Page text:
Despite being labeled as a flash fiction author (quite rightly, it’s what I do and what I’ve been doing for many years) I very, very, rarely set out to write something small. When I sit down to write a story, the most important thing by far is to do the story and the idea that generated it justice – to turn it into the best thing it can be. To make it interesting. To make it affecting. To make it, if at all possible, good. Word count is never anything I worry about, nor is how long it’s going to take me to finish. For me, it’s all about the story.
But what’s happened over the past few years (I think my first flash was published in 2008, over at the wonderful Smokelong) is that the stories I’ve written have ended up being short. And often that’s surprised me. Often, when writing them, or working on them, or spending days and days tweaking and polishing and (sometimes) starting all over again, the stories feel big. There have been a few occasions when I’ve finished and gone to check on the word count and been surprised, thought: Really? Is that all?
Don’t get me wrong, I’m not disappointed when something I thought could have been a few thousand words is actually a few hundred. If I thought about it (which is something I don’t often do – I’m only doing it now because I’m writing this for the great National Flash Fiction Day) it would make me happy. It’d mean I’ve got rid of everything that doesn’t need to be there, and that the story’s as concise and efficient as I can make it. It also means – and I think this is the point – that story actually IS bigger than the number of words I’ve used to tell it. I like to think of it as something similar to a kiss; it can last a moment and a lifetime too.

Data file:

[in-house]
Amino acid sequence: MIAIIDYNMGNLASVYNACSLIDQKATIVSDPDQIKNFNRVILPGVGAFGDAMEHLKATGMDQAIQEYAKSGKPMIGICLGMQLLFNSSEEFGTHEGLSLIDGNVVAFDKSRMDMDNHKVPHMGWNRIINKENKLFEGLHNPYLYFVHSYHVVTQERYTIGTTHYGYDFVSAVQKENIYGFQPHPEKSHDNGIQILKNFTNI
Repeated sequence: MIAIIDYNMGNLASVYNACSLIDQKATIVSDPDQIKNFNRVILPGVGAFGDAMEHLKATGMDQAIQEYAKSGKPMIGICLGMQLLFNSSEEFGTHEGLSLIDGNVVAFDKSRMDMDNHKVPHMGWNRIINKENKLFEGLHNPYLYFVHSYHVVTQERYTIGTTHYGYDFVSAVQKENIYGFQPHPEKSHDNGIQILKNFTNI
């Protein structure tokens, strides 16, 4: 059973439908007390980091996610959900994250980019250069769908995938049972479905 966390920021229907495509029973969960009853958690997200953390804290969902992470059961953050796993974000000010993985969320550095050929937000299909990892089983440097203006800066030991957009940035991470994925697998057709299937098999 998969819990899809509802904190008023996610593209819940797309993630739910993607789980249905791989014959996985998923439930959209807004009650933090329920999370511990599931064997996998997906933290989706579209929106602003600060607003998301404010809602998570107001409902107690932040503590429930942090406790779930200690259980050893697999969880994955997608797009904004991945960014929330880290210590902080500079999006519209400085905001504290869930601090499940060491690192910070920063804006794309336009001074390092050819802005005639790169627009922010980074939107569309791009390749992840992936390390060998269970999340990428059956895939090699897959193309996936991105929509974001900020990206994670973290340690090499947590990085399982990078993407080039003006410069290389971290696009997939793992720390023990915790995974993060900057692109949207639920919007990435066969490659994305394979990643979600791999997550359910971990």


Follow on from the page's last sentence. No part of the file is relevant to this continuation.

And that is the point. It’s not about the number of pages or the number of words that dictates a story’s size – it’s the story itself.
And, as we’re talking about kisses and stories, the next post is a story called ‘Kiss’ (from NotSo Perfect).